Creating Your Own Dividend Annuity

Includes: AFL, CVX, INTC, JNJ, KO, MCD, MO, PG, T, WBA
by: DIY DG Investor

Annuities are a common investment vehicle for retirees seeking insurance for outliving their assets. They are used primarily to provide peace of mind through a consistent and steady stream of income. Although annuities are considered effective ways to mitigate longevity risk, there are better options for retirees to invest in a way that virtually guarantees they do not run out of cash. An investor can essentially create his or her own perpetual cash flow that increases at a rate greater than inflation through creating a portfolio of dividend growth stocks.

Disadvantages of Annuities

Commissions and various other fees

Many annuities are loaded with fees that can take serious chunks out of your capital. Insurance companies can charge up to 10% alone as commission, which doesn't include management fees and insurance charges, usually totaling another 2-3% annually. Online discount brokerages are easy ways to invest in equities and charge as little as $5 per trade.

Loss of purchasing power due to inflation

Fixed annuities do exactly what the name implies - they pay a fixed amount for the remainder of the insured's lifetime. With inflation rates averaging about 2.5% over the past 10 years, a fixed payment stream will lose a significant amount of purchasing power over long periods of time. Depending on future inflation, a dollar in 20 years could have the same purchasing power as only 60 cents today.

No liquidity or preservation of capital

Annuities typically pay out only until the insured dies, at which point all value is surrendered to the insuring company. This makes them a poor option for building an estate to pass on to heirs. Most people would like to have the option of passing on an annuity to spouses or children, but are not given this choice.

Benefits of a Dividend Growth Portfolio

Preservation of Capital

A portfolio of large-cap equities with stable and growing dividends is very likely to give investors consistent capital appreciation over the long term. One of the biggest advantages that a dividend portfolio has over an annuity is that its value will not disappear at the death of the owner. For example, $100,000 invested in a dividend growth portfolio at age 40 could conservatively grow at 8% a year and have a value of $4.7 million when the investor is 90 years old. Anyone would like to have the option of passing something of this value on after death.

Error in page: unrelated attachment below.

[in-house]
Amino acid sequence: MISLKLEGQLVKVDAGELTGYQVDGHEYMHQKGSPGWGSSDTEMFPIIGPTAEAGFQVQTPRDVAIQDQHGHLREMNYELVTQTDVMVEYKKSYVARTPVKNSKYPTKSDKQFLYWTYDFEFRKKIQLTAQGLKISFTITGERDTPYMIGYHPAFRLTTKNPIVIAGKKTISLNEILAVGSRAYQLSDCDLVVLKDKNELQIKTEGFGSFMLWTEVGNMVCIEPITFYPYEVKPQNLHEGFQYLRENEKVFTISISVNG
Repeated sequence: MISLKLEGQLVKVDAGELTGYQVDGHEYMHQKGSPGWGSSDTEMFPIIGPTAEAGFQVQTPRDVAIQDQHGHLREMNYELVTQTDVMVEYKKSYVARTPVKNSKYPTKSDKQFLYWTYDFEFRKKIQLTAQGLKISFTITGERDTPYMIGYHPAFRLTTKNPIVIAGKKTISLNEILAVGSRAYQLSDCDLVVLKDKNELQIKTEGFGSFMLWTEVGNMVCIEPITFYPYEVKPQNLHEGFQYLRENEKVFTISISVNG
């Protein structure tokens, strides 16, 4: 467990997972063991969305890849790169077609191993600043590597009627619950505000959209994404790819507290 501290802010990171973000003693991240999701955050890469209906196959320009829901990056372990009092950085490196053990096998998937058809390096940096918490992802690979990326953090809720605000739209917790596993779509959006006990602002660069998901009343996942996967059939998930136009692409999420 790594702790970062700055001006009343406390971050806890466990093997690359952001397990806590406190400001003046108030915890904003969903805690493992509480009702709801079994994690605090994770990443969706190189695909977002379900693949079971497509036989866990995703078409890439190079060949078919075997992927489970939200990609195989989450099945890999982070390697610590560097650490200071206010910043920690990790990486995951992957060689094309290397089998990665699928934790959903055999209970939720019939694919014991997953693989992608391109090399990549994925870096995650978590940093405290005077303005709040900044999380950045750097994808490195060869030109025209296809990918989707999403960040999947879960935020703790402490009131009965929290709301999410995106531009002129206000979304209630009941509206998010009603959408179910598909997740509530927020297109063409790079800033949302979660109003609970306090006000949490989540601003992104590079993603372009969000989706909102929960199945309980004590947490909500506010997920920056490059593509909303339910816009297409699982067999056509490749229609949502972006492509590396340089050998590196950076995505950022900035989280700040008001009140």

Increasing Income Stream

By investing in companies with a long history of consecutive dividend growth, we can almost guarantee that our annual dividends received will not only be safe, but also increase each year. For example, Procter and Gamble (NYSE:PG) has raised its payout for the past 56 years, through economic growth as well as recessions. It is safe to presume that these payments will continue far into the future.

The Power of Compounding

The graph below tracks expected annual income per year from an annuity versus a dividend growth portfolio, both with investments of $100,000 at age 40. The annuity pays 4.3% annually; consistent with typical market rates. The portfolio assumes an initial portfolio yield of 3.5% with an annual growth rate of 8%, which is conservative considering the 13.25% average dividend growth over the past 5 years for this portfolio. These rates are derived from a portfolio comprised equally of the following dividend stocks:



5 Year DG Rate

AFLAC Incorporated (NYSE:AFL)



Chevron (NYSE:CVX)









Coca Cola (NYSE:KO)



McDonald's (NYSE:MCD)



Altria (NYSE:MO)



P&G (PG)






Walgreen (WAG)



Annual Income Produced by a $100k Investment

As you can see, an investment of $100,000 at age 40 with an initial yield of 3.5%, growing at 8% per year would increase to $22,000 within 25 years, a yield on cost of over 20%. The amazing thing is that this is assuming dividends are not reinvested. Any reinvestment could be considered a bonus that would accelerate the compounding process exponentially. So although the annuity is often considered the safest bet for retirees, it is easy to see how much an individual would be limiting future income potential by forgoing the dividend-growth portfolio for that safety.

It is important to know the risks involved with investing in a dividend growth portfolio. Depending on risk preferences, older investors may not wish to be as heavily invested in equities as this strategy would require. There is risk that the portfolio could lose significant market value at any time, so it requires patience to wait out market downturns. It is reassuring however, that, barring a big surprise, the dividend stream will remain safe. By monitoring a portfolio closely, an investor would be sure to pick up on an impending dividend cut and substitute the stock for another. I personally think that dividend-growth stocks are a no-brainer as they offer the most upside and are the clear winner when compared to an annuity for investors looking to build a growing income stream.

Disclosure: I am long INTC, JNJ, KO, MCD, MO, T, WAG. I wrote this article myself, and it expresses my own opinions. I am not receiving compensation for it (other than from Seeking Alpha). I have no business relationship with any company whose stock is mentioned in this article.